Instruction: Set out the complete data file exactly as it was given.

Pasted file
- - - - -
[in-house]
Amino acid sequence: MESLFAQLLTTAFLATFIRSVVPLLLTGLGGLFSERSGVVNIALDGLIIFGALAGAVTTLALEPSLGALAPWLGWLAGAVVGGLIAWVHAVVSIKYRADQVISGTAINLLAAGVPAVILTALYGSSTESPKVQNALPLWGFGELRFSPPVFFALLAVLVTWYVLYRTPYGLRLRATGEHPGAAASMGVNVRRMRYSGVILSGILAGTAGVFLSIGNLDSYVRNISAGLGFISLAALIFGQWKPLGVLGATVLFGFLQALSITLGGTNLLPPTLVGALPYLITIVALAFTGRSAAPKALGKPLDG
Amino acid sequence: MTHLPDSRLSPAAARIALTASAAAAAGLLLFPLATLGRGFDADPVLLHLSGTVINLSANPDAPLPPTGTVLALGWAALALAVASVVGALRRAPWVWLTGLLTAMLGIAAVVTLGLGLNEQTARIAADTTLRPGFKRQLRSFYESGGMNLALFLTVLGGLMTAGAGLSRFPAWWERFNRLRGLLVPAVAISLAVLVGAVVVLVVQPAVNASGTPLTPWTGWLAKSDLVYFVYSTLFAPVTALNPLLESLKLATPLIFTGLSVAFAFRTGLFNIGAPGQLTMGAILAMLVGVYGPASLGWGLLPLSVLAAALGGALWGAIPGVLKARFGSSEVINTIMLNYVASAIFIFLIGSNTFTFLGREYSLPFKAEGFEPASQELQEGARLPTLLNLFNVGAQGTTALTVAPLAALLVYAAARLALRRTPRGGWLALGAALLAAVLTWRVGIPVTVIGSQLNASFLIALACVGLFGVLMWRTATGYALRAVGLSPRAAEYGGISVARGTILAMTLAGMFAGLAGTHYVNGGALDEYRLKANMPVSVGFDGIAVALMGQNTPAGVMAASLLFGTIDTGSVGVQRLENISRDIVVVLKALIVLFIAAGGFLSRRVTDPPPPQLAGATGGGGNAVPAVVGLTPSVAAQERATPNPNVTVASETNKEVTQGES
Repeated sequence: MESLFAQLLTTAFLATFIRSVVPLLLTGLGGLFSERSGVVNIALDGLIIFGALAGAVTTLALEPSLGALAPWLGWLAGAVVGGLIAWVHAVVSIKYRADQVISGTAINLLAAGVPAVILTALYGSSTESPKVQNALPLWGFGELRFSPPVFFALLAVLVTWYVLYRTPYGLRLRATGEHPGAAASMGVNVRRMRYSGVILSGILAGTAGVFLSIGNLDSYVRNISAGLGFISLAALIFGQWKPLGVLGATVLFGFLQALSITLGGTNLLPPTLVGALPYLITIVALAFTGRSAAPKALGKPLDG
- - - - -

[in-house]
Amino acid sequence: MESLFAQLLTTAFLATFIRSVVPLLLTGLGGLFSERSGVVNIALDGLIIFGALAGAVTTLALEPSLGALAPWLGWLAGAVVGGLIAWVHAVVSIKYRADQVISGTAINLLAAGVPAVILTALYGSSTESPKVQNALPLWGFGELRFSPPVFFALLAVLVTWYVLYRTPYGLRLRATGEHPGAAASMGVNVRRMRYSGVILSGILAGTAGVFLSIGNLDSYVRNISAGLGFISLAALIFGQWKPLGVLGATVLFGFLQALSITLGGTNLLPPTLVGALPYLITIVALAFTGRSAAPKALGKPLDG
Amino acid sequence: MTHLPDSRLSPAAARIALTASAAAAAGLLLFPLATLGRGFDADPVLLHLSGTVINLSANPDAPLPPTGTVLALGWAALALAVASVVGALRRAPWVWLTGLLTAMLGIAAVVTLGLGLNEQTARIAADTTLRPGFKRQLRSFYESGGMNLALFLTVLGGLMTAGAGLSRFPAWWERFNRLRGLLVPAVAISLAVLVGAVVVLVVQPAVNASGTPLTPWTGWLAKSDLVYFVYSTLFAPVTALNPLLESLKLATPLIFTGLSVAFAFRTGLFNIGAPGQLTMGAILAMLVGVYGPASLGWGLLPLSVLAAALGGALWGAIPGVLKARFGSSEVINTIMLNYVASAIFIFLIGSNTFTFLGREYSLPFKAEGFEPASQELQEGARLPTLLNLFNVGAQGTTALTVAPLAALLVYAAARLALRRTPRGGWLALGAALLAAVLTWRVGIPVTVIGSQLNASFLIALACVGLFGVLMWRTATGYALRAVGLSPRAAEYGGISVARGTILAMTLAGMFAGLAGTHYVNGGALDEYRLKANMPVSVGFDGIAVALMGQNTPAGVMAASLLFGTIDTGSVGVQRLENISRDIVVVLKALIVLFIAAGGFLSRRVTDPPPPQLAGATGGGGNAVPAVVGLTPSVAAQERATPNPNVTVASETNKEVTQGES
Repeated sequence: MESLFAQLLTTAFLATFIRSVVPLLLTGLGGLFSERSGVVNIALDGLIIFGALAGAVTTLALEPSLGALAPWLGWLAGAVVGGLIAWVHAVVSIKYRADQVISGTAINLLAAGVPAVILTALYGSSTESPKVQNALPLWGFGELRFSPPVFFALLAVLVTWYVLYRTPYGLRLRATGEHPGAAASMGVNVRRMRYSGVILSGILAGTAGVFLSIGNLDSYVRNISAGLGFISLAALIFGQWKPLGVLGATVLFGFLQALSITLGGTNLLPPTLVGALPYLITIVALAFTGRSAAPKALGKPLDG